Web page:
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Entries in animal shelters (8)


Activist Angler Writes Book About Dogs

Local fishing expert and award-winning writer Robert Montgomery’s fourth book in less than five years has recently been released.

Unlike his previous books, however, which are mainly about nature, conservation, fishing and the appreciation of nature, “Pippa's Journey: Tail-Wagging Tales of Rescue Dogs” is about dogs, specifically adopted dogs, and highlights the efforts of Farmington Pet Adoption Center (FPAC) and other no-kill shelters.

Pippa’s Journey describes the “often funny, near tragic, and always exciting ride” Montgomery took with his dog during their first four years together. He dedicated the book “to man’s best friend and no-kill animal shelters,” and is donating a portion of the profit from the sale of each book to the Farmington Pet Adoption Center, where he found Pippa in 2013.

Read rest of article in Daily Journal.


You Can't Buy Love, But You Can Adopt It

Pippa's Journey: Tail-Wagging Tales of Rescue Dogs.

Pippa grew up in a shelter. Against all odds, she was adopted at age 2. This is the often funny, near tragic, and inspirational story of her discovery of the outside world.

The book also contains touching stories of other rescue dogs , as well as information about the shelters and why people should consider adopting, especially adult dogs.

It's entertaining, heart-warming, and a great reference book as well!

Pippa's Journey is dedicated to man's best friend, and a portion of the proceeds from sales will be donated to no-kill shelters.


Latest book from Activist Angler recounts the adventures of Pippa, a dog that he adopted from a no-kill shelter, after she spent her first two years of life there. Inspirational stories of other adoped dogs also are included. A portion of the proceeds from book sales goes to help the shelter where the author adopted Pippa in 2013.


New Book About Man's Best Friend From Activist Angler


"This book is dedicated to man’s best friend and no-kill animal shelters. A portion of the profit from the sale of each book will be donated to the Farmington Pet Adoption Center (M0), where I found Pippa in 2013."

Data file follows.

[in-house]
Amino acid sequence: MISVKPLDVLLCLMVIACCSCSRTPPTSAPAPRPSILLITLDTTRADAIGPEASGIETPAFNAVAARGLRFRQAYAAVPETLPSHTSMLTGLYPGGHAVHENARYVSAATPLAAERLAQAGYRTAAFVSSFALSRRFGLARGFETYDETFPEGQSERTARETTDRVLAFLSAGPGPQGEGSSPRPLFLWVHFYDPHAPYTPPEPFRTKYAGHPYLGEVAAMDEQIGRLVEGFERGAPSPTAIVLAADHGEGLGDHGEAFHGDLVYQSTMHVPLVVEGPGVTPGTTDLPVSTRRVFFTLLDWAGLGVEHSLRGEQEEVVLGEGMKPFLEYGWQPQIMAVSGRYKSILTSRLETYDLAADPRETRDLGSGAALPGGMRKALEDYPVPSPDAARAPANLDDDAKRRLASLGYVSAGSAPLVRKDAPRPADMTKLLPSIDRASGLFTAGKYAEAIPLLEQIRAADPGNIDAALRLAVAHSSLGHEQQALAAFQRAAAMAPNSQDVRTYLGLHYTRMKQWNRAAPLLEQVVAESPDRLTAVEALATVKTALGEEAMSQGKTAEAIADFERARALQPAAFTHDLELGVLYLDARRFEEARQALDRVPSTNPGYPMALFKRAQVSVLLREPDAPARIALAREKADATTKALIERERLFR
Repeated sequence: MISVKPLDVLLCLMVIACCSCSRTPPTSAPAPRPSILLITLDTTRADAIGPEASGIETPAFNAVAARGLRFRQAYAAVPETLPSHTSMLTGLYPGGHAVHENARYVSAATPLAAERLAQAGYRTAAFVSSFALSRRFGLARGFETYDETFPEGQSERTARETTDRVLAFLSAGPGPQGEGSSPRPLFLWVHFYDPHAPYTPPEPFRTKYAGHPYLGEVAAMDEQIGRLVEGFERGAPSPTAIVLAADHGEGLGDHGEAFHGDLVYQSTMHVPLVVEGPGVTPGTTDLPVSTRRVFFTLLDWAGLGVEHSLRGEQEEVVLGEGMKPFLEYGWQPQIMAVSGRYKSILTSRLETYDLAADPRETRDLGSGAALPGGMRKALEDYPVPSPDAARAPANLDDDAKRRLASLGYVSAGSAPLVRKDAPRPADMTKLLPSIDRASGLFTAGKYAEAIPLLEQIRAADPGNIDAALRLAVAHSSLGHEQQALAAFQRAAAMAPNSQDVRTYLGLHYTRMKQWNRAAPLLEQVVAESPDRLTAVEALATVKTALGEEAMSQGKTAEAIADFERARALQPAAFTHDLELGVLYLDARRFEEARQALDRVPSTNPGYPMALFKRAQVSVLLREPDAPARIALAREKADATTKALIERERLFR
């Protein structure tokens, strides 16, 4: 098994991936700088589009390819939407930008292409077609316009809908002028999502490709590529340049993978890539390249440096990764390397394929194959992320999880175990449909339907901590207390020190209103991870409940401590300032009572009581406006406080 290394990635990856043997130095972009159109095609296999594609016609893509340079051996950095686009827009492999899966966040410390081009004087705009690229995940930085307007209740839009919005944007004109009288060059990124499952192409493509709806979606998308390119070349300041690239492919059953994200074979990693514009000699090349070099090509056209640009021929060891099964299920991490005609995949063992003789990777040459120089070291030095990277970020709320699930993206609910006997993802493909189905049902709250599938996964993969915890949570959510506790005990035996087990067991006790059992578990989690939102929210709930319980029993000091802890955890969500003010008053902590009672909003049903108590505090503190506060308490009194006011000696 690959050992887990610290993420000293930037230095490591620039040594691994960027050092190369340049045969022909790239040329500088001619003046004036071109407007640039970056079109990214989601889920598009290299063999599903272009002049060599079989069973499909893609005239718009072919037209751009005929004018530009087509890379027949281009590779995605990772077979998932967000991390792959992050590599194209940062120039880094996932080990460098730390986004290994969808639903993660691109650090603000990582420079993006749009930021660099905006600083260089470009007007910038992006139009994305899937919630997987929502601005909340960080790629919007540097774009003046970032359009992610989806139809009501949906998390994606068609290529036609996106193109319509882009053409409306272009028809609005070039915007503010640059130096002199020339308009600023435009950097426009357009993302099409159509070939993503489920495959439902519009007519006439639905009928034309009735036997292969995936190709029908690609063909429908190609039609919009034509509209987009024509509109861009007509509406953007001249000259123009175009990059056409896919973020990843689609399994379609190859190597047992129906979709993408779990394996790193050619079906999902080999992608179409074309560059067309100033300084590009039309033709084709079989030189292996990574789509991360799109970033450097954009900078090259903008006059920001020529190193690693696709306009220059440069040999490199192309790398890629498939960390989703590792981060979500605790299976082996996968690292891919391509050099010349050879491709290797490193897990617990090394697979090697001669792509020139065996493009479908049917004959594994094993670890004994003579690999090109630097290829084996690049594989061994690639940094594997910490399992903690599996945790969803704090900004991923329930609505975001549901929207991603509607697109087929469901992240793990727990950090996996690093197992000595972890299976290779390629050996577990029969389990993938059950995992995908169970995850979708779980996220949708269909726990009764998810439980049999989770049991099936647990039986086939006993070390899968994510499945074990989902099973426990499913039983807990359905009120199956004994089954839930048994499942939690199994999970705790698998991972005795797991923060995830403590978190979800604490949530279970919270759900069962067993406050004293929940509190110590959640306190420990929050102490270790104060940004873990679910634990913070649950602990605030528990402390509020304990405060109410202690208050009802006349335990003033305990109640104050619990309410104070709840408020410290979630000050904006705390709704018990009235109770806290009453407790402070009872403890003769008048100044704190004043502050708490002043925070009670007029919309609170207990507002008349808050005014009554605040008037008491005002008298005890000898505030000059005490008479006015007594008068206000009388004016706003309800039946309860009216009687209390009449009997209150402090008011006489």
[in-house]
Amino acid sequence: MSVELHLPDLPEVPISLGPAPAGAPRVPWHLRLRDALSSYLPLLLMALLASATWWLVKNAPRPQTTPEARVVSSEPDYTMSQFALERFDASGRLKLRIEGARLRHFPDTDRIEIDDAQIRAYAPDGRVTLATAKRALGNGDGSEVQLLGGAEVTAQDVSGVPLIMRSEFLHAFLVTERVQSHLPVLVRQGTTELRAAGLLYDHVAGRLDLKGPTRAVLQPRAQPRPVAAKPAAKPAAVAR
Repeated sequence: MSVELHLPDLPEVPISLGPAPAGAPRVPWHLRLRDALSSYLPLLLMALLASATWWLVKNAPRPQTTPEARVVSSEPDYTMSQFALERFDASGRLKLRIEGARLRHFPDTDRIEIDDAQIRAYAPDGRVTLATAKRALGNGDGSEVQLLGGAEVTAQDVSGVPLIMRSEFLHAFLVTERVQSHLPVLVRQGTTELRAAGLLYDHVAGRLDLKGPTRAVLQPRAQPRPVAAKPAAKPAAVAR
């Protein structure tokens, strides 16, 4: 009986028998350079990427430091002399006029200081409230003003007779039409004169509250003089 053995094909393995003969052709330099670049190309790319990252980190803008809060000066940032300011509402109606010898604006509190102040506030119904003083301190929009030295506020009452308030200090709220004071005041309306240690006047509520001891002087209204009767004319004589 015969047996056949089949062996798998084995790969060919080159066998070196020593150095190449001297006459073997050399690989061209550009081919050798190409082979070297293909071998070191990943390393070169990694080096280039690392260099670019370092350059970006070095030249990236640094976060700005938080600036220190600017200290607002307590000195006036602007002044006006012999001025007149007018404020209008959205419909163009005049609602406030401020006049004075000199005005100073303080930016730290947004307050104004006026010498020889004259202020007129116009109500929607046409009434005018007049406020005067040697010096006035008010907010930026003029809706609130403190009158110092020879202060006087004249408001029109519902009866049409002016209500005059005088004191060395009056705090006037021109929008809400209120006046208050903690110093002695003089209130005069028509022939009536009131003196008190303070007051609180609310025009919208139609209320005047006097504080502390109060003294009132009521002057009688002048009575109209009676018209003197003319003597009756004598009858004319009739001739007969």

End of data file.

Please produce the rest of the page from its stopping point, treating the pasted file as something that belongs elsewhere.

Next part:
In addition to inspirational stories about Pippa and other rescue dogs, the book contains two appendix articles about the different kinds of shelters and how they work and why people should adopt from shelters, especially adult dogs.

Book is available at Amazon and Barnes & Noble.


Don't Be Fooled by the Hype: Give Locally to Help Dogs

Once again it's time to warn anglers, hunters, and other dog lovers about deceptive advertising campaigns. The American Society for the Prevention of Cruelty to Animals (ASPCA) is running tear-jerker commercials intended to garner national donations for its New York City-based organization.

 In terms of dishonesty, the Humane Society of the United States (HSUS), which does the same thing from time to time, is an even worse offender. Some have likened it to the radical People for the Ethical Treatment of Animals, only with "deodorant and suits."

If you really want to help the abused, homeless, and starving dogs and cats portrayed in these advertising campaigns, please, give to your local no-kill and municipal shelters.

Some state and local shelters might have "SPCA" (Society for Prevention of Cruelty to Animals) and "Humane Society" in their names, but they are not affiliated with those national organizations.

"Both ASPCA (the American Society for the Prevention of Cruelty to Animals) and HSUS (the Humane Society of the United States) spend a great deal of money advertising on television and sending mail throughout the nation asking for charitable funds. Neither the ASPCA nor HSUS, however, are YOUR local animal welfare organization. They do not operate the shelter for homeless animals in your community. They are not 'parent' organizations and the local humane societies and SPCAs are not their chapters," said Ken White, president of the Peninsula Humane Society & SPCA."

"I won’t and I don’t criticize the work done by these national organizations. You should take the time to form your own opinions about the programs and services of any charitable organization you are thinking about supporting. What I do take exception to is those organizations making statements about their work designed to lead to questionable conclusions."

Help Pet Shelters, a new spinoff of HumaneWatch, however, is not reluctant to criticize:

"HSUS raises millions of dollars from American animal lovers through manipulative advertising but doesn't run a single pet shelter, and isn't affiliated with any pet or local humane societies," it said.

It also pointed out that "a poll of self-identified HSUS donors found 80 percent thought HSUS 'misleads people' about its connections to pet shelters."

In reality, HSUS is an anti-industry lobbying group, opposed to using animals for medical research and many farming practices. Most of its money is spent on lobbying, litigation, fundraising, public relations, and marketing.

In full disclosure, HumaneWatch also has "a dog in this hunt." It's a front group for Center for Consumer Freedom, which represents mostly restaurant and agricultural organizations. But the information that it uses to point out the deception by HSUS and ASPCA is accurate.

Again, if you want to help dogs and cats, please give locally.